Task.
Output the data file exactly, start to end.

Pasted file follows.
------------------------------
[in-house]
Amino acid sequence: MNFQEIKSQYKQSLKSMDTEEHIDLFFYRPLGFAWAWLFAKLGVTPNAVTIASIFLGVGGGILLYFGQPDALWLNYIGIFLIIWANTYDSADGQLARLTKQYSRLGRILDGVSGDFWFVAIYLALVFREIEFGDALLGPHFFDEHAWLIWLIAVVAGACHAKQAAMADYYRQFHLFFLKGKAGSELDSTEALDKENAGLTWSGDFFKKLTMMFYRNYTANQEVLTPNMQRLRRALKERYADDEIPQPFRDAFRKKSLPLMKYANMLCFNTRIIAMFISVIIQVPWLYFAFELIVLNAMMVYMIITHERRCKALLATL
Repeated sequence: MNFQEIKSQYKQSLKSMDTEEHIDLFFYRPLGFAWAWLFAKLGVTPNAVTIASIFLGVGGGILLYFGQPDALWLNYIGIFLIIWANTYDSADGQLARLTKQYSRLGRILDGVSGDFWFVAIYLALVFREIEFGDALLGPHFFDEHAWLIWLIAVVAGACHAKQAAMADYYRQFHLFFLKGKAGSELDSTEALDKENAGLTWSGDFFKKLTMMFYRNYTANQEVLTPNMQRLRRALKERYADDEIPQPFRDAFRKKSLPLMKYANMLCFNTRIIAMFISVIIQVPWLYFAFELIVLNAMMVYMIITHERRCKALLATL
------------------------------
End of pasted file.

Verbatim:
[in-house]
Amino acid sequence: MNFQEIKSQYKQSLKSMDTEEHIDLFFYRPLGFAWAWLFAKLGVTPNAVTIASIFLGVGGGILLYFGQPDALWLNYIGIFLIIWANTYDSADGQLARLTKQYSRLGRILDGVSGDFWFVAIYLALVFREIEFGDALLGPHFFDEHAWLIWLIAVVAGACHAKQAAMADYYRQFHLFFLKGKAGSELDSTEALDKENAGLTWSGDFFKKLTMMFYRNYTANQEVLTPNMQRLRRALKERYADDEIPQPFRDAFRKKSLPLMKYANMLCFNTRIIAMFISVIIQVPWLYFAFELIVLNAMMVYMIITHERRCKALLATL
Repeated sequence: MNFQEIKSQYKQSLKSMDTEEHIDLFFYRPLGFAWAWLFAKLGVTPNAVTIASIFLGVGGGILLYFGQPDALWLNYIGIFLIIWANTYDSADGQLARLTKQYSRLGRILDGVSGDFWFVAIYLALVFREIEFGDALLGPHFFDEHAWLIWLIAVVAGACHAKQAAMADYYRQFHLFFLKGKAGSELDSTEALDKENAGLTWSGDFFKKLTMMFYRNYTANQEVLTPNMQRLRRALKERYADDEIPQPFRDAFRKKSLPLMKYANMLCFNTRIIAMFISVIIQVPWLYFAFELIVLNAMMVYMIITHERRCKALLATL